Information Communications Technology (ICT) does little to resolve the issues of democracy despite the potential, according to Barney. In fact, it is necessary for those interested in resolving critical issues around democratic engagement to solve issues offline before taking them online. There is little evidence supporting any claims that ICTs have the ability to fundamentally redistribute power in Canada, instead it reinforces and reflects what is existing inequalities. Digital divides exist, not as a result of digital technology, but as a result of the political economy. Barney suggest the struggles must take place without any reliance on easy technological fixes. The digital divide refers those who can or cannot access new technologies. These lines are an accurate representation of the same divides between existing classes or socio-economic groups. It means the unconnected people, who are unable to get Internet access or cell phone or other technology, are the same people who often face social inequality normally. But even if these people were connected, that does not guarantee a redistribution of power would take place. The ability to use the Internet, for example, is often done passively and it is not good to assume these people would be technically literate or skilled enough to take full advantage. Barney also notes the existing rights found in a democratic society do not ensure full participation. If serious economic constraints or shortcomings exist, then these must also be considered barriers to full participation. ICTs do not redistribute economic power, rather it emphasizes the existing gaps by destabilizing employment and creates non-standard work arrangements. Instead of long-term full-time jobs with benefits, ICT have contributed to flexible, part-time, contract-type work.
ICT can contribute to the formation of a public sphere, as defined by Jurgen Habermas, but once again, the full potential is left unrequited. While the Internet may idealize a sense of equality, it does not truly exist. All web sites are not created equally, nor is the ability to be an effective voice the same. A large corporation presence online cannot be seen as equal to a personal website, Barney says.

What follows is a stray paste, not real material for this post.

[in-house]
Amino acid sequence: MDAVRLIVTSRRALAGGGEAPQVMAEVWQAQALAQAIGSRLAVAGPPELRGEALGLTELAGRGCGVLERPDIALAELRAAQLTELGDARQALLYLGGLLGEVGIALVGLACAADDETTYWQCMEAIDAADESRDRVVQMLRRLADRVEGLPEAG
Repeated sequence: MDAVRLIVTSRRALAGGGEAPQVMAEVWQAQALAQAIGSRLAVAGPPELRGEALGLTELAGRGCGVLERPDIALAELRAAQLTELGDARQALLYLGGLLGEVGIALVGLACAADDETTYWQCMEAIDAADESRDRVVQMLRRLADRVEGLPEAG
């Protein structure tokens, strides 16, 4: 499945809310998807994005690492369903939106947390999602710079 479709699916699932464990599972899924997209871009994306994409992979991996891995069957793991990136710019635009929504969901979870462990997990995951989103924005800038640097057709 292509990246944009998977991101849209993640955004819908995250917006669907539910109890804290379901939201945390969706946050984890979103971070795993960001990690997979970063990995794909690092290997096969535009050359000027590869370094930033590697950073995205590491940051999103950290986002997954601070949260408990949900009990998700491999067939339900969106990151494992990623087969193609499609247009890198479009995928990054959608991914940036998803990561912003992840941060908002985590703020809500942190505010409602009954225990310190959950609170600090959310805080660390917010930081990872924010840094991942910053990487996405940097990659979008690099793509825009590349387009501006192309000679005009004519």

This article stands in stark contract to those reading where authors argued about the ability of technology to assist social movements in organizing and present a major tool for communicating with members and audiences. Cyberactivists would argue the ability of social movements to destabilize existing political economic structures is good, giving examples of protests against the World Trade Organization in Seattle and elsewhere. Also, the formulation of new forms of independent media, also potentially shifts a larger discourse as different kinds of information is accessible to audience seeking a new perspective on issues. Barney would ask, who is this audience and is it representative of all aspects of society. He would argue the poor or minorities or women or other disadvantaged groups would not be able to participate in these social movements’ online activities. Notably, these are similar groups or special interests that usually lack representation.
The digital divide remains the Achilles Hell of any discussion around democratic potential. Critics can simply cite the points raised by Barney to undermine any positive initiative or discussion regarding democratic potential. Barney clearly identifies the problems, but does little to offer a solution. Is this a matter of public policy? What role does the state play in providing access and the necessary technical literacy training to ensure full participation in digitally mediated politics. Meanwhile, there are many groups and individuals who press on with various experiments in online democracy with no regard for resolving the issues. The recent presidential candidate debates on You Tube only go to show how some are trying to utilize the technology in innovative and highly experimental ways. It must be clear; these efforts are not in vain. But, until the issue of the digital divide is fully addressed, it provide an opportunities for detractors to be critical.
First posted: 7/30/07